Last season was shortened by a labor dispute but ended up being a sprint like season in which there was a lot of interesting story lines including the return of Sidney Crosby, the re-emergence of Alex Ovechkin and the dominance of the Chicago Blackhawks.
As we prepare for the 2013-14 NHL season, we decided to take a quick look back at the top scorers from last season - Martin St. Louis led all NHL players with 60 points (17G, 43A), Alex Ovechkin led the league in goals with 32 and Sidney Crosby led all players in scoring efficiency with 1.56 points per game.
And instead of just giving you a list of the top scorers, we decided to create some visualizations that will give you a better picture of how these players produced their points over the course of the season and how they are separated.
If you'd like a simple list, check out our 2012 NHL Scoring Leaders page, which will also allow you to see leaders from every season going back to 1990.
The first visualization we will look at plots each of the top 50 NHL scorers by overall Goals, Assists and Points. Goals are on the left (y) axis, Assists are on the bottom (x) axis and points are indicated by the size of the bubble with the bigger the bubble being the more points scored. BLUE bubbles indicate those players with 50 or more points while RED bubbles signify those with fewer than 50. To find players, simply highlight over each bubble to see their goals, assists and points and click the bubble to see their player page with detailed statistics.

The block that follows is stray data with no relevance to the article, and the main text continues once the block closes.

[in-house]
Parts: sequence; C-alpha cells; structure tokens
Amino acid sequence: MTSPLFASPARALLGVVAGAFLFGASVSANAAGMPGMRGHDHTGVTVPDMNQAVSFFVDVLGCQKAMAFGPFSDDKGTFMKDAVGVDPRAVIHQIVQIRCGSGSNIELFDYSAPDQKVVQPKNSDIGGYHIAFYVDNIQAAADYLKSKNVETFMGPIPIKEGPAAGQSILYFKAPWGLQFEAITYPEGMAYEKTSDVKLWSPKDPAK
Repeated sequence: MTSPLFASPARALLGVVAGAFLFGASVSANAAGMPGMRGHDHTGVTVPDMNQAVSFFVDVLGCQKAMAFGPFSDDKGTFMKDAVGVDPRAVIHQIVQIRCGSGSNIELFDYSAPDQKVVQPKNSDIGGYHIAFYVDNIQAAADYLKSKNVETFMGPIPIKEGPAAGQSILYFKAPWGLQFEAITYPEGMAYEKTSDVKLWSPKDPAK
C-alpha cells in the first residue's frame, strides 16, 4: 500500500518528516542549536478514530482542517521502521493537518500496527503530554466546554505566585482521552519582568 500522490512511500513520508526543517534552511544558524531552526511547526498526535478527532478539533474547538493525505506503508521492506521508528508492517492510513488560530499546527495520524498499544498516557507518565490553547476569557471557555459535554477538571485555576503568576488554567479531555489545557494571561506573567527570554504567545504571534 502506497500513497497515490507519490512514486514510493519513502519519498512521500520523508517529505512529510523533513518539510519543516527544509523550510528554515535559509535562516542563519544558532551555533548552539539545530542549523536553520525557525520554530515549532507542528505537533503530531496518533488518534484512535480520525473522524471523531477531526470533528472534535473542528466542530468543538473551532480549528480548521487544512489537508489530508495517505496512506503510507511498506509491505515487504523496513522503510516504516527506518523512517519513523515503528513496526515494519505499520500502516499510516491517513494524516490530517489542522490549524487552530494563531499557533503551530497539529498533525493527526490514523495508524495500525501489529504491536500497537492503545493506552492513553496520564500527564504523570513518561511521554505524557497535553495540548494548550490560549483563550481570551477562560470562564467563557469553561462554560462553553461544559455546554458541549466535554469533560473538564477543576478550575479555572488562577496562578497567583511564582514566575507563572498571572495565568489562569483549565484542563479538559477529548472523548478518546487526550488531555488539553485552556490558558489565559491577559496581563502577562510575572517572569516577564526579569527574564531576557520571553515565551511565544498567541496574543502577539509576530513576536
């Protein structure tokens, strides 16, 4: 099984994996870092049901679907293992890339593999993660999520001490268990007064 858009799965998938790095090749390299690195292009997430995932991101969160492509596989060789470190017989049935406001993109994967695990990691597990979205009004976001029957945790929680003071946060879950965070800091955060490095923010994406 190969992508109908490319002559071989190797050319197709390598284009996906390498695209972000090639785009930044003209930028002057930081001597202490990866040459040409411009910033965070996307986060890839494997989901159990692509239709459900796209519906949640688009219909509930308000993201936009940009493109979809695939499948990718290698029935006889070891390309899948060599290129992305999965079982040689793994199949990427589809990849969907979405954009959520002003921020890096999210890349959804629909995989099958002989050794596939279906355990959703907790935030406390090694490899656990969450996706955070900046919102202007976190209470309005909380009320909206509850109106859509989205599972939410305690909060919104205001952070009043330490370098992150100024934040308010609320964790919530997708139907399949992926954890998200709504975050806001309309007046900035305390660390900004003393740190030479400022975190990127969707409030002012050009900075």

As you can see in the chart above, the top four scorers in the league (St. Louis, Stamkos, Ovechkin and Crosby) are producing their points in two different ways. For Ovechkin and Stamkos, who can be found in the top middle, they score with a solid mix of goals and assists while Crosby and St. Louis, who can be found on the far right score the majority of their points through assists.
Additionally, we decided to also illustrate what scoring looks like from a per game basis for the top 50 scorers in the NHL. All of the statistics are the same as the above chart but use per game rates - additionally, BLUE bubbles represent players who score more than 1 point per game.
As you can see when you compare the charts above, the biggest difference in the per game statistics is the bubble on the far right, which is Sidney Crosby who as mentioned previously scored 1.56 points per game (0.31 points per game higher than St. Louis who was second best). In the first chart with raw points, Crosby doesn't standout as much but when we break it down on a per game basis, he is clearly on another level.
From a goal scoring perspective, the two elite scorers in the NHL, Steven Stamkos and Alex Ovechkin standout with their 0.6 and 0.67 goals per game production, respectively. Also in the mix are John Tavares, James Neal and Thomas Vanek who are the only other players with a greater than 0.5 goals per game level of production.